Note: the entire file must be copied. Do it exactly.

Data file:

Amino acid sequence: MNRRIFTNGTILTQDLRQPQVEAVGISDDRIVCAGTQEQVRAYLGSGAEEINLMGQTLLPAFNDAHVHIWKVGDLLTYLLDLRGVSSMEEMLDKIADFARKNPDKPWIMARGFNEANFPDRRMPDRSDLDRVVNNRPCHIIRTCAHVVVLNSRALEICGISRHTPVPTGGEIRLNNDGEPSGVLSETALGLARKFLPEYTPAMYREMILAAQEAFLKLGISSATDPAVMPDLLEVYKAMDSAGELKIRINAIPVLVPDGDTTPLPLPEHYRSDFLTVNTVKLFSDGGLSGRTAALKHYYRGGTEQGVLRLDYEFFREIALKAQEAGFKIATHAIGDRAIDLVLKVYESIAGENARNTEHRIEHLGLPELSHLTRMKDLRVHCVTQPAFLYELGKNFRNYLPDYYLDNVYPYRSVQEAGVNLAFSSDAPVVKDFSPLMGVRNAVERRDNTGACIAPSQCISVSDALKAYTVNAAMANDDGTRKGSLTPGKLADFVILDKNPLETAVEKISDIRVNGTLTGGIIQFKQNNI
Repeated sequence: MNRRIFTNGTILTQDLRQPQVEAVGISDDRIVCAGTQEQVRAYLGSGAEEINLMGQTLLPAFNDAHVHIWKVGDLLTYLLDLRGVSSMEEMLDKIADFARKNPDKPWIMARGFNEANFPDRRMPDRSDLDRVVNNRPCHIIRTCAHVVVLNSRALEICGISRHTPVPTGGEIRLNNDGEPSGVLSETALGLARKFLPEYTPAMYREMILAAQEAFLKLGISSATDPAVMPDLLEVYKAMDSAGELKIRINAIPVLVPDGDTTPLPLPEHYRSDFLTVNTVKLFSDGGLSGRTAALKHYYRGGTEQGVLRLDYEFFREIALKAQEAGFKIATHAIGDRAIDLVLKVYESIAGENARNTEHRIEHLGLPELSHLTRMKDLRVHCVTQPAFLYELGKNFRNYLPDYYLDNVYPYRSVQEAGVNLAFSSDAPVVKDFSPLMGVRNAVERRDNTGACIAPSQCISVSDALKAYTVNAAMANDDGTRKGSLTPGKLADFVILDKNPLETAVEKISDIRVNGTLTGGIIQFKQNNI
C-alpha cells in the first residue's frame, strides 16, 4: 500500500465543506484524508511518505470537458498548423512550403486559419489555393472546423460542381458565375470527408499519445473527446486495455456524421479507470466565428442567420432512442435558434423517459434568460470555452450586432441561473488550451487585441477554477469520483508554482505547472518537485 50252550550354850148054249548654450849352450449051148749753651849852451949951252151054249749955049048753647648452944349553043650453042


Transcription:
Amino acid sequence: MNRRIFTNGTILTQDLRQPQVEAVGISDDRIVCAGTQEQVRAYLGSGAEEINLMGQTLLPAFNDAHVHIWKVGDLLTYLLDLRGVSSMEEMLDKIADFARKNPDKPWIMARGFNEANFPDRRMPDRSDLDRVVNNRPCHIIRTCAHVVVLNSRALEICGISRHTPVPTGGEIRLNNDGEPSGVLSETALGLARKFLPEYTPAMYREMILAAQEAFLKLGISSATDPAVMPDLLEVYKAMDSAGELKIRINAIPVLVPDGDTTPLPLPEHYRSDFLTVNTVKLFSDGGLSGRTAALKHYYRGGTEQGVLRLDYEFFREIALKAQEAGFKIATHAIGDRAIDLVLKVYESIAGENARNTEHRIEHLGLPELSHLTRMKDLRVHCVTQPAFLYELGKNFRNYLPDYYLDNVYPYRSVQEAGVNLAFSSDAPVVKDFSPLMGVRNAVERRDNTGACIAPSQCISVSDALKAYTVNAAMANDDGTRKGSLTPGKLADFVILDKNPLETAVEKISDIRVNGTLTGGIIQFKQNNI
Repeated sequence: MNRRIFTNGTILTQDLRQPQVEAVGISDDRIVCAGTQEQVRAYLGSGAEEINLMGQTLLPAFNDAHVHIWKVGDLLTYLLDLRGVSSMEEMLDKIADFARKNPDKPWIMARGFNEANFPDRRMPDRSDLDRVVNNRPCHIIRTCAHVVVLNSRALEICGISRHTPVPTGGEIRLNNDGEPSGVLSETALGLARKFLPEYTPAMYREMILAAQEAFLKLGISSATDPAVMPDLLEVYKAMDSAGELKIRINAIPVLVPDGDTTPLPLPEHYRSDFLTVNTVKLFSDGGLSGRTAALKHYYRGGTEQGVLRLDYEFFREIALKAQEAGFKIATHAIGDRAIDLVLKVYESIAGENARNTEHRIEHLGLPELSHLTRMKDLRVHCVTQPAFLYELGKNFRNYLPDYYLDNVYPYRSVQEAGVNLAFSSDAPVVKDFSPLMGVRNAVERRDNTGACIAPSQCISVSDALKAYTVNAAMANDDGTRKGSLTPGKLADFVILDKNPLETAVEKISDIRVNGTLTGGIIQFKQNNI
C-alpha cells in the first residue's frame, strides 16, 4: 500500500465543506484524508511518505470537458498548423512550403486559419489555393472546423460542381458565375470527408499519445473527446486495455456524421479507470466565428442567420432512442435558434423517459434568460470555452450586432441561473488550451487585441477554477469520483508554482505547472518537485 50252550550354850148054249548654450849352450449051148749753651849852451949951252151054249749955049048753647648452944349553043650453042